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highschoolmom2010
 3 years ago
Use the Law of Sines to find the values of x and y. Round to the nearest tenth.
highschoolmom2010
 3 years ago
Use the Law of Sines to find the values of x and y. Round to the nearest tenth.

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highschoolmom2010
 3 years ago
Best ResponseYou've already chosen the best response.1how do i use this to find Y i think i know how to get x

anonymous
 3 years ago
Best ResponseYou've already chosen the best response.0dw:1377964651424:dw

highschoolmom2010
 3 years ago
Best ResponseYou've already chosen the best response.1i have \[\frac{ \sin 22 }{ x }=\frac{ \sin 119 }{ 5 }\] \[5 (\sin 22)= x(\sin 119)\] \[\frac{ 5 (\sin 22) }{ \sin 119 }=\frac{ x (\sin 119) }{ \sin 119}\]

highschoolmom2010
 3 years ago
Best ResponseYou've already chosen the best response.1\[\frac{ 5 \sin 22 }{ \sin 119}=x\]

anonymous
 3 years ago
Best ResponseYou've already chosen the best response.0yep, pop that into the calc if you want. You can also use SOH CAH TOA, but the problem wants you to use the law of sines. You are correct, but get someone else to check

highschoolmom2010
 3 years ago
Best ResponseYou've already chosen the best response.1for ^^ i got 2.14153986217=x

highschoolmom2010
 3 years ago
Best ResponseYou've already chosen the best response.1ok so how do i get Y

DebbieG
 3 years ago
Best ResponseYou've already chosen the best response.1The method is the same, you just need to know the measure of the angle that is opposite y. Since you know the measures of the other 2 angles, how could you find the measure of that third angle?.... :)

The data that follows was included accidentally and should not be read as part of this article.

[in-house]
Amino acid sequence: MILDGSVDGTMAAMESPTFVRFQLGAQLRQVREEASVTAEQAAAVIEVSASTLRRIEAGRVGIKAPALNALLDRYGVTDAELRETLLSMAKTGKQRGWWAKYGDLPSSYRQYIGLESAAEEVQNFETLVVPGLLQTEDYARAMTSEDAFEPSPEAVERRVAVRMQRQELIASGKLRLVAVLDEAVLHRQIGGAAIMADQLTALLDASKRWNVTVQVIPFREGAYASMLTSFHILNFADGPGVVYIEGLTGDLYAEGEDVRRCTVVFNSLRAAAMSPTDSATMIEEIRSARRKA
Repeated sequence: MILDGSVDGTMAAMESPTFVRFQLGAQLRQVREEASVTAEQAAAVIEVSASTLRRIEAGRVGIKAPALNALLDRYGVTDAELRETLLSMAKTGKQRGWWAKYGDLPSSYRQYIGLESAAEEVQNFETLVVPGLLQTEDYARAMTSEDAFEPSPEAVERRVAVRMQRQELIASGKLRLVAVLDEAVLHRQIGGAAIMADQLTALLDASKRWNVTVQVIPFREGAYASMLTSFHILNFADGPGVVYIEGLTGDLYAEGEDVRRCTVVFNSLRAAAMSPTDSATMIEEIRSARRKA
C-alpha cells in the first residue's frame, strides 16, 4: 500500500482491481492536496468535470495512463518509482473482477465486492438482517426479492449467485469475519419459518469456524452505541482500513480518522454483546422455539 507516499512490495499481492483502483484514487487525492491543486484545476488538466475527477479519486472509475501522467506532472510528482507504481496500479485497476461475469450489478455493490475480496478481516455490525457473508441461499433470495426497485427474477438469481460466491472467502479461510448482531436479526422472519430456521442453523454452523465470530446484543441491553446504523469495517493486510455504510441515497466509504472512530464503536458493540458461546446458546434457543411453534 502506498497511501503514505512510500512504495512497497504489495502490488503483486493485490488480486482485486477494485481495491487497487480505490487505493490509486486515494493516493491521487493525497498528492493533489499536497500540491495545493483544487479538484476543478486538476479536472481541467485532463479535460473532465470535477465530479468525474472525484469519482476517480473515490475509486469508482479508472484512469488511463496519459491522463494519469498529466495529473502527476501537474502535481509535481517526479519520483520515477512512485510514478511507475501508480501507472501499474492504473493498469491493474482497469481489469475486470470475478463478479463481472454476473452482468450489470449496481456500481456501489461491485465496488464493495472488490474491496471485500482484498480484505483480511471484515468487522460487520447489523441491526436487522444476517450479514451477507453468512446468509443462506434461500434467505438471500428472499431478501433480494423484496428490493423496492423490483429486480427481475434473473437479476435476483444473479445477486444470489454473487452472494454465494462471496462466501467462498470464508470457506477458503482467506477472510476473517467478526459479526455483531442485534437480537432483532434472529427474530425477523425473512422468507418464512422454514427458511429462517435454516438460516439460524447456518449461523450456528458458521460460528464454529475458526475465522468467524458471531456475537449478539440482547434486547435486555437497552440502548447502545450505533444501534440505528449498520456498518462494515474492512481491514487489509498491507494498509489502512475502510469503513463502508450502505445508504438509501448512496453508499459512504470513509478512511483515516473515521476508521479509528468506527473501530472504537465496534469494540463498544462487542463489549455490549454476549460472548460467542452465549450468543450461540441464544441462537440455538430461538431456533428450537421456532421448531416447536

DebbieG
 3 years ago
Best ResponseYou've already chosen the best response.1Right. so that gives you the angle opposite y. Now just set up your law of sines ratios using that angle and y, with 5 and sin(119*)

highschoolmom2010
 3 years ago
Best ResponseYou've already chosen the best response.1dw:1377966257836:dw

DebbieG
 3 years ago
Best ResponseYou've already chosen the best response.1^^yes, good.... now find y. :)

highschoolmom2010
 3 years ago
Best ResponseYou've already chosen the best response.1\[\frac{ \sin 39 }{ y }=\frac{ \sin119 }{ 5 }\] \[5 \sin 39= Y \sin 119\] \[\frac{5 \sin 39 }{ \sin 119 }=\frac{ Y \sin 119 }{\sin 119 }\] \[\frac{ 5 \sin 39 }{ \sin 119 }=y\] y=3.59768014551

highschoolmom2010
 3 years ago
Best ResponseYou've already chosen the best response.1y approx. 3.6

DebbieG
 3 years ago
Best ResponseYou've already chosen the best response.1And here is a Law of Sines tip I like to teach my students: You set up the first one as : \(\Large \frac{ \sin 22 }{ x }=\frac{ \sin 119 }{ 5 }\) which is COMPLETELY FINE and perfectly correct. :) BUT, you can also put the sides lengths in the num'r and the sine values in the den'r, that's equivalent: \(\Large \frac{x}{ \sin 22 }=\frac{5}{ \sin 119 }\) Now you're thinking, "so if it's the same thing, then why are you bothering to tell me this??" Well, the reason is that, if you compare the two, I think you'll agree that the 2nd version is algebraically easier to deal with, when you're solving for x. Just one step: multiply both sides by sin(22). So I find that preferable. And you can get away with it, since you will never have a 0 den'r, since the sine values won't be 0 as long as you truly have a triangle! (Could only get a sine=0 if you had an angle of 0 or 180). so the point is: put the UNKNOWN in the den'r, and it will simplify the process of solving for that unknown. :) If the angle is the unknown, put sines in num'r and sides in den'r; vice versa if the side is your unknown. :)

DebbieG
 3 years ago
Best ResponseYou've already chosen the best response.1Yes, good job, that's what i got for y too. :)

DebbieG
 3 years ago
Best ResponseYou've already chosen the best response.1Ah, poo.... typed all that out and made a mistake at the end, lol.... *put the UNKNOWN in the NUM'R!! not the den'r. lol
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